New Research Says a Compound in Some Veggies Can Reduce Inflammation and Slash Risk of Fatty Liver Disease

A recent study dove into the role of cruciferous vegetables on inflammation and the unsung hero of detoxing: the liver.

Cruciferous Vegetables
Photo: Getty Images/DNY59

The liver is a crucially important organ. It detoxes our blood, helps us store energy and much more. Keeping it healthy can be crucial to longevity and chronic disease prevention. However, about 40% of US adults experience what is called non-alcoholic fatty liver disease (NAFLD). This is when fat accumulates around your liver for reasons other than drinking alcohol, and can lead to health consequences such as cirrhosis and cancer, which can be life threatening. Lucky for us, what you put on your plate can help protect you from developing NAFLD, and also reduce disease progression if you already have it. Researchers from Texas A&M University took a deeper dive to see just what foods can lead to a happier liver and why they're helpful.

Check Out: What Is Fatty Liver Disease?

What They Found

A new study published in Hepatology, shed light on the relationship that vegetables have with liver health. But they weren't looking at just any vegetable, they focused in on cruciferous vegetables. This is a class of vegetables that includes cauliflower, kale, broccoli, cabbage and Brussels sprouts.

This study not only looked at people with NAFLD, but also rats and cell cultures to get a clearer picture of how vegetable consumption effects the liver. What was it about this class of vegetables that reduced NAFLD risk? Researchers attributed their protective properties to the compound indole, which is particularly high in cruciferous vegetables and can also be produced by your gut bacteria. This compound is known for its inflammation-fighting properties and can also help reduce the risk of chronic illness like diabetes, heart disease and obesity. In humans, they found that higher levels of indole were associated with less fat around the liver and a lower body-mass index (BMI).

To back up these findings, they split lab rats into two groups: a high-fat diet group and a low-fat diet group. In the high-fat diet group, half were fed an indole supplement. Though all of the mice had similar body composition, the mice on a high-fat diet and an indole supplement had the most significant decreases in fat around the liver, insulin resistance and glucose intolerance, which can be risk factors for diabetes as well. Lastly, at the cellular level, indole made liver cells (called hepatocytes) less likely to accumulate fat and inflammation-related damage.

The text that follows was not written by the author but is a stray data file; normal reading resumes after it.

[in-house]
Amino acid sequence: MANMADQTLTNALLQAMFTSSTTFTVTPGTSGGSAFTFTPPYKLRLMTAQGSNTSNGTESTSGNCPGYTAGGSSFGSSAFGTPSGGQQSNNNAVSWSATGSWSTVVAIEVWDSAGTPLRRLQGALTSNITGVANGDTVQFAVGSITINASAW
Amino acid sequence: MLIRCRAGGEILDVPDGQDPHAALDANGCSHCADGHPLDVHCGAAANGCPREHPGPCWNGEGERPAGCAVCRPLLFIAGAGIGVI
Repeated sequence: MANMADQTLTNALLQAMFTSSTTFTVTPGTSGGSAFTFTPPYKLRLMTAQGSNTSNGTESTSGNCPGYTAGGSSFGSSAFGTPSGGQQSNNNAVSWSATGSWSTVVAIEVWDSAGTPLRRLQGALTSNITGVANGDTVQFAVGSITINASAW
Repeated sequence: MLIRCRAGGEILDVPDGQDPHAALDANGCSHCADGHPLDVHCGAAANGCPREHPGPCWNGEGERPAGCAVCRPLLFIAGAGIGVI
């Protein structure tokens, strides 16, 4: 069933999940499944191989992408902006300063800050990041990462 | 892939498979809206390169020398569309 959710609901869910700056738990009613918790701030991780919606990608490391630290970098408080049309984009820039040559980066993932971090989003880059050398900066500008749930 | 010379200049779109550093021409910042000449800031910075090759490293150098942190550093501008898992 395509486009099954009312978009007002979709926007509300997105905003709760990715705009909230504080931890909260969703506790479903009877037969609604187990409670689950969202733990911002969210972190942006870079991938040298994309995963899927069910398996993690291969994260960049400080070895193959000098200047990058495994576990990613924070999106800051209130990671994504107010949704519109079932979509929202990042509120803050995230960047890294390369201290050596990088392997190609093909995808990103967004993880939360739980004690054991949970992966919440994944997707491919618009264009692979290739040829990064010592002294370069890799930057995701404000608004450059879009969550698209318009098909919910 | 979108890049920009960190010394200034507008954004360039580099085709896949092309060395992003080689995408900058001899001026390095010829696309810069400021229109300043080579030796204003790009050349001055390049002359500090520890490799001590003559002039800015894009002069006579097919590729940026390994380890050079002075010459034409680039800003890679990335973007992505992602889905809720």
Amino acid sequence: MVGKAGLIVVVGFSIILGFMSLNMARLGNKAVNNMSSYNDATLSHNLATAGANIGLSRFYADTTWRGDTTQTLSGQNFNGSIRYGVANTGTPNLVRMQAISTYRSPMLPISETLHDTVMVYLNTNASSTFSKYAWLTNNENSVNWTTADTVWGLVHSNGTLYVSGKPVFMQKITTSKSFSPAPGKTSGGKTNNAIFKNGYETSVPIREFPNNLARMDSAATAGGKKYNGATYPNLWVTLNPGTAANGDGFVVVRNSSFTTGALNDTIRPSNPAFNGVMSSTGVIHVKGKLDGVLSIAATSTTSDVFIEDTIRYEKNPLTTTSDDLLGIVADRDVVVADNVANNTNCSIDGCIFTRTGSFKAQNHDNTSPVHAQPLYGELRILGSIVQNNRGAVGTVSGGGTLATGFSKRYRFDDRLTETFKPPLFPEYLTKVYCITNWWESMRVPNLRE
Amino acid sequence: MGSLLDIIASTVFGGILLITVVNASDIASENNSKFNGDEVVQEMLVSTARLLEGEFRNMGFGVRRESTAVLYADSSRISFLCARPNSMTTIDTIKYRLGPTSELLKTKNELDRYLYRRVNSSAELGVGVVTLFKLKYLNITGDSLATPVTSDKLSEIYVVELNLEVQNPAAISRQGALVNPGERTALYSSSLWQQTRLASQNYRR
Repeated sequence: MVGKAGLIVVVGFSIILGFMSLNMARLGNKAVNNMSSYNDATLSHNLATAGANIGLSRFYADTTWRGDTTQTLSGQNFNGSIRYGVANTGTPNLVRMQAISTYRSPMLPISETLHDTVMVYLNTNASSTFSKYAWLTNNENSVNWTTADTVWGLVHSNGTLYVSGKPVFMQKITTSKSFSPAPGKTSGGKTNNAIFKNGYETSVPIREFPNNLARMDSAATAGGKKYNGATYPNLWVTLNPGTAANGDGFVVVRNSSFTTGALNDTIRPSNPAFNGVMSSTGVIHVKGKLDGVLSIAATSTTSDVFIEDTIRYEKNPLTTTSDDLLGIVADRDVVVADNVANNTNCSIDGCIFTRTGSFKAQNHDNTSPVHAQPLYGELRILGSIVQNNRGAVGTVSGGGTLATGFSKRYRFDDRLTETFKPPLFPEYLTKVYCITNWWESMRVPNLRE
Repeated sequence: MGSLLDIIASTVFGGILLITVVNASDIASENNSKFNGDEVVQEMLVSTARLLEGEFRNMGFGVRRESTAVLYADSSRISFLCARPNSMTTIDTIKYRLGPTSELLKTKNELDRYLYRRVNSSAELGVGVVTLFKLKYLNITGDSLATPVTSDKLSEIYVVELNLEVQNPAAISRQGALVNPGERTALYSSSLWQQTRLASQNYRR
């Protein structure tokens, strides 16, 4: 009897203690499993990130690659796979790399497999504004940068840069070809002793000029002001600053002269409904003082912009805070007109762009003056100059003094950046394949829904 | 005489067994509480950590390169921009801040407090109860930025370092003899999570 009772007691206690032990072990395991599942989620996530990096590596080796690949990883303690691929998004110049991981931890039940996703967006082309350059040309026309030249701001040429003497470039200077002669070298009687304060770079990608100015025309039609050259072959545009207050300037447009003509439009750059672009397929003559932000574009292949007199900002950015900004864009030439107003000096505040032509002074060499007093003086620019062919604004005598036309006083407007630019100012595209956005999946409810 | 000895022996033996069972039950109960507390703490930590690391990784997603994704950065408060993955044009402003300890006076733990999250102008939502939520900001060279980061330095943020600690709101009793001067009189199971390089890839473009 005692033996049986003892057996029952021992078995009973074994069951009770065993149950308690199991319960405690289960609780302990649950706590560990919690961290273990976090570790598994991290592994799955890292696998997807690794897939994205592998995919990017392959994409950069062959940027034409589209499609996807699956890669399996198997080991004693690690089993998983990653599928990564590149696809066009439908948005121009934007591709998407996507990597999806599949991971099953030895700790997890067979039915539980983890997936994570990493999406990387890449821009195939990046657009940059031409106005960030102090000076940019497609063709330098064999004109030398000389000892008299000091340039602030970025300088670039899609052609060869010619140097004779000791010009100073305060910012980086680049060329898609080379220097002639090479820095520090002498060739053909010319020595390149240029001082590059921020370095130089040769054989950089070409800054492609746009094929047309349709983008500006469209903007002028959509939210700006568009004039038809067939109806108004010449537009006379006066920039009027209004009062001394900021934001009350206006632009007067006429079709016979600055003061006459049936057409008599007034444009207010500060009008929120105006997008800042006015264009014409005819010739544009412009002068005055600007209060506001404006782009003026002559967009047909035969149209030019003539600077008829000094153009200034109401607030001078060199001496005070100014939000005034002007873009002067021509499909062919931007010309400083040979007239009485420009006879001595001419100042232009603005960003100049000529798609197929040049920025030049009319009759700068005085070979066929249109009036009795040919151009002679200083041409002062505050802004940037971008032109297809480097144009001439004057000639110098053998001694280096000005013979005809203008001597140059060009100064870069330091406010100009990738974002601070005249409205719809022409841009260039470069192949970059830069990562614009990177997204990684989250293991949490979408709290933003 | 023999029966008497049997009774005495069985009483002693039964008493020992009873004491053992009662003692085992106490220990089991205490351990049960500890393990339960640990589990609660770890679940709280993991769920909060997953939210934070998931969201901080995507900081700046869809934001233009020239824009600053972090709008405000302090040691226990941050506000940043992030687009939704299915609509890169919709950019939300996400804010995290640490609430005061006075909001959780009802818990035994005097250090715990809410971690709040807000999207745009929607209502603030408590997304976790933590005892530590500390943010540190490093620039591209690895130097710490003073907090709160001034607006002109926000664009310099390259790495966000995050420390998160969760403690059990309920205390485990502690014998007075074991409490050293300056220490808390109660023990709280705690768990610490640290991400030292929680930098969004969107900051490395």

What It Means

These results are exciting because eating more cruciferous vegetables may help prevent and potentially reverse symptoms of NAFLD. The Dietary Guidelines recommend at least 1 1/2 cups of cruciferous vegetables per week to get the most bang for you buck, and a minimum of 2 1/2 cups of vegetables each day. Plus, this gives you all the more reason to try our Feta, Kale & Pear Salad or Loaded Cauliflower Casserole, in the name of liver health. Type of fats are also important to consider when talking about liver health. Unsaturated fats, like olive oil, nuts and avocados, can help your body use indole efficiently, whereas saturated fats, like butter and fat on meats, contribute to inflammation throughout the body. Following an eating pattern like the Mediterranean diet that emphasizes healthy fats, lean protein and lots of vegetables is a great way to keep your liver in tip-top shape.

Bottom Line

Our liver is critical for overall health and longevity, from clearing out toxins to helping our body manage energy stores. Indole, a compound found in cruciferous vegetables, may help keep fat from building up on your liver and help reduce inflammation in your body. More reserach is needed, but we already know that cruciferous vegetables are good for us—so it can't hurt to chow down.

Prioritizing healthy fats and aiming for a healthy weight for your body are other ways to help keep your liver healthy. More research is needed to give specifics on how many cruciferous vegetables are the sweet spot for liver health, the recommendation of at least 1 1/2 cups per week is a good starting point. If you need us, we will be munching on Roasted Brussels Sprouts with Goat Cheese & Pomegranate.

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